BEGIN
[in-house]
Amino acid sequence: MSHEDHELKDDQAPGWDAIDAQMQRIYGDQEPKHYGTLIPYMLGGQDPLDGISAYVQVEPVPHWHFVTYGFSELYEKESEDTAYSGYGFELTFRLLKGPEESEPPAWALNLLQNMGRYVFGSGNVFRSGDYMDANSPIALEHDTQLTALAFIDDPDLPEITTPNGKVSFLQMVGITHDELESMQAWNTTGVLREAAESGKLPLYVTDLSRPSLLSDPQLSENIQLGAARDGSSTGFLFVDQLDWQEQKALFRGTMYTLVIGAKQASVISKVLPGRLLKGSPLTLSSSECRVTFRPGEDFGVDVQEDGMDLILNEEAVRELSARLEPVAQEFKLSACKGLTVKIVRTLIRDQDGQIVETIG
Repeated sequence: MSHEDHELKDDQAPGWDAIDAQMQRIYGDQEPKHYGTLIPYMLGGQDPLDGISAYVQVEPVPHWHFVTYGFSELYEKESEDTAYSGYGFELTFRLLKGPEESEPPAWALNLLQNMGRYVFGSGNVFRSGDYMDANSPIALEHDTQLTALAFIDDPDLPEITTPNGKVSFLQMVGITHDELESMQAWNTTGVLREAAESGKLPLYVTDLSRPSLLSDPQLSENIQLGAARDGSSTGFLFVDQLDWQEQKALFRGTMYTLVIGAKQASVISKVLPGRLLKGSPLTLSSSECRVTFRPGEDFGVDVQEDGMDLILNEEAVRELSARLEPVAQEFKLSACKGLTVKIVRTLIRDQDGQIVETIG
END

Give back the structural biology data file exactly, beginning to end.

[in-house]
Amino acid sequence: MSHEDHELKDDQAPGWDAIDAQMQRIYGDQEPKHYGTLIPYMLGGQDPLDGISAYVQVEPVPHWHFVTYGFSELYEKESEDTAYSGYGFELTFRLLKGPEESEPPAWALNLLQNMGRYVFGSGNVFRSGDYMDANSPIALEHDTQLTALAFIDDPDLPEITTPNGKVSFLQMVGITHDELESMQAWNTTGVLREAAESGKLPLYVTDLSRPSLLSDPQLSENIQLGAARDGSSTGFLFVDQLDWQEQKALFRGTMYTLVIGAKQASVISKVLPGRLLKGSPLTLSSSECRVTFRPGEDFGVDVQEDGMDLILNEEAVRELSARLEPVAQEFKLSACKGLTVKIVRTLIRDQDGQIVETIG
Repeated sequence: MSHEDHELKDDQAPGWDAIDAQMQRIYGDQEPKHYGTLIPYMLGGQDPLDGISAYVQVEPVPHWHFVTYGFSELYEKESEDTAYSGYGFELTFRLLKGPEESEPPAWALNLLQNMGRYVFGSGNVFRSGDYMDANSPIALEHDTQLTALAFIDDPDLPEITTPNGKVSFLQMVGITHDELESMQAWNTTGVLREAAESGKLPLYVTDLSRPSLLSDPQLSENIQLGAARDGSSTGFLFVDQLDWQEQKALFRGTMYTLVIGAKQASVISKVLPGRLLKGSPLTLSSSECRVTFRPGEDFGVDVQEDGMDLILNEEAVRELSARLEPVAQEFKLSACKGLTVKIVRTLIRDQDGQIVETIG